The last blog before the Christmas/New Year break was “Rebuilding our nation, one son at a time” which laid out the work a father implicitly takes on with the birth of his child. Since then the American Psychological Association (APA) issued Guidelines for Psychological Practice with Men and Boys, causing an uproar among “traditional value” folk who felt (reasonably so, as a quick read of the preamble and the titles of the guidelines will indicate). Two practicing psychologists have severe critiques that give substance to concerns of the layfolk: Dr. Sean Smith of Denver and Dr. Leonard Sax (psychologist and physician) of Maryland. That many of the members of APA likely agree with them is beside the point. The leadership of APA is determined to push the nation in a direction abhorrent to most of its citizens.
In reaction to the backlash APA issued a statement that some see as backpedaling but is in reality a digging in their heels: the president of APA and the two most recent past presidents weigh in on the side of the guidelines.
The three APA presidents state:
“We honor and respect the overwhelmingly majority of boys and men who aim to live fully human lives while valuing the dignity of all others. In short, Division 51 [author of the Guidelines] of the American Psychological Association believes the following:
Division 51 seeks to recognize and promote pathways for boys and men to live healthy and positive lives, [emphasis added] and also to identify and redress the effects of restrictive masculinities. We do this through psychological science, education, advocacy, and clinical practice. In doing so, we aim to promote equality for people of all genders.”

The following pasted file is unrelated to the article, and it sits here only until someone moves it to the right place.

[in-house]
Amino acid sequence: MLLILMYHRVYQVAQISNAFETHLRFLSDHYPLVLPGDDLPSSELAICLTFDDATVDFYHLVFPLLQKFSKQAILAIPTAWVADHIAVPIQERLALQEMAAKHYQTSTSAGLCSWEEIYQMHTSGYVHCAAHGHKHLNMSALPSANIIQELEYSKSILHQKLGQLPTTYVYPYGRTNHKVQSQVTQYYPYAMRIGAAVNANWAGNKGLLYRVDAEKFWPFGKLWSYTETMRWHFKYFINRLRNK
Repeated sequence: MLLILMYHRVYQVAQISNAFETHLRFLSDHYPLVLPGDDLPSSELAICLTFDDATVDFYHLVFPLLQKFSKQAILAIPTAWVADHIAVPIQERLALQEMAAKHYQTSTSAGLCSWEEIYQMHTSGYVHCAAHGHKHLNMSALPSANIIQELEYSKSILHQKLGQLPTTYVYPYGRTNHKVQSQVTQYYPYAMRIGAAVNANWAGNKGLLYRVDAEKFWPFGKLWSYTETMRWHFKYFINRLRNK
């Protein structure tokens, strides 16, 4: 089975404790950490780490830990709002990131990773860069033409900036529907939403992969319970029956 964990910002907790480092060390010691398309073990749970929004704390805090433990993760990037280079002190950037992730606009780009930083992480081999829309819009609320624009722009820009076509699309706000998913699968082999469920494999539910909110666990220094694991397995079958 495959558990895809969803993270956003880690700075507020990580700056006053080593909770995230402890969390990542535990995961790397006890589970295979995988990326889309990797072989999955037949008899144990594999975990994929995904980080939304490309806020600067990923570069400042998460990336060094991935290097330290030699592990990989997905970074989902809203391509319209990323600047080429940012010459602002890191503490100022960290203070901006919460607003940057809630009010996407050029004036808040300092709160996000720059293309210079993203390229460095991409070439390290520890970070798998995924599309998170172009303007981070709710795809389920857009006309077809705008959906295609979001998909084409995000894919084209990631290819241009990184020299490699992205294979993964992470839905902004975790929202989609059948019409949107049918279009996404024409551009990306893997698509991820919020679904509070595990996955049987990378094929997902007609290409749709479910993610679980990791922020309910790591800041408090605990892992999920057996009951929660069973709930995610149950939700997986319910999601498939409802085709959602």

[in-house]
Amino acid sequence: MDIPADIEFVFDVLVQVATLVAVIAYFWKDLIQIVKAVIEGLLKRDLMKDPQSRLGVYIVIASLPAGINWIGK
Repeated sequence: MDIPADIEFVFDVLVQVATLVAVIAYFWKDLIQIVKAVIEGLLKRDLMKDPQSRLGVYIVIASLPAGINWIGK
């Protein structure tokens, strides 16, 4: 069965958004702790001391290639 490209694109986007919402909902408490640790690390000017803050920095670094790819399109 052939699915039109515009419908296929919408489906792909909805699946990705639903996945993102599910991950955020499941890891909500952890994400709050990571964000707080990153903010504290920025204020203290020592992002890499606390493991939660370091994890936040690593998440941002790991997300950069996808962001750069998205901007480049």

This is not true.
Let me give preliminary background before presenting the evidence to support my harsh retort: The guidelines are part of a set. The other part is the almost-identical-twin guidelines for Psychological Practice with Women and Girls, issued in 2007. Two large working groups put in over 30 years of study, meetings, conferences and publications, all aimed at producing these two documents. This is serious, deliberate project by a lot of highly intelligent, highly educated people, all of whom claim to be scientists, and members of a world-ranking organization that weighs in often as a scientific organization, e.g. in its Supreme Court amici briefs.
What is the evidence that the statement of the three presidents is not true? In neither set of Guidelines nor in any of the years of research, conferences nor publications leading up to them, is there even the slightest attempt to “recognize and promote pathways for boys and men to live healthy and positive lives” in the traditional way of marriage and the regular practice of the worship of God (manifested in all cultures, over all of history). Nowhere in any of the text of the two Guidelines, nor in any of the science cited, is there any indication that they acknowledge this widest of pathways, which is as visible as a 12-lane highway. The data is staring them in the face, and is overwhelming in every federal survey, but they treat these uncomfortable facts with that sort of contempt which makes itself clear when one turns one’s back on another. This is deliberate, not an oversight. Also, it shows a total lack of interest in real social science, which will let the data fall where it will.
I like Dr. Sean Smith’s advice: If you need a psychologist (and there are many great psychologists, doing great and needed work), make sure to ask him (or her) about his stance on these guidelines. If he does not give a firm “NO — I do not support or agree with them” walk away from him and find a trust-worthy psychologist, one who will honor you and the traditions from which you come.
In sum these guidelines are an abuse of both therapists and clients: Placing ideology above the needs of vulnerable people in trouble seeking help.
 “Masculinities” is a neologism to be rejected and challenged whenever thrust upon you. It embodies the radical agenda within its meaning.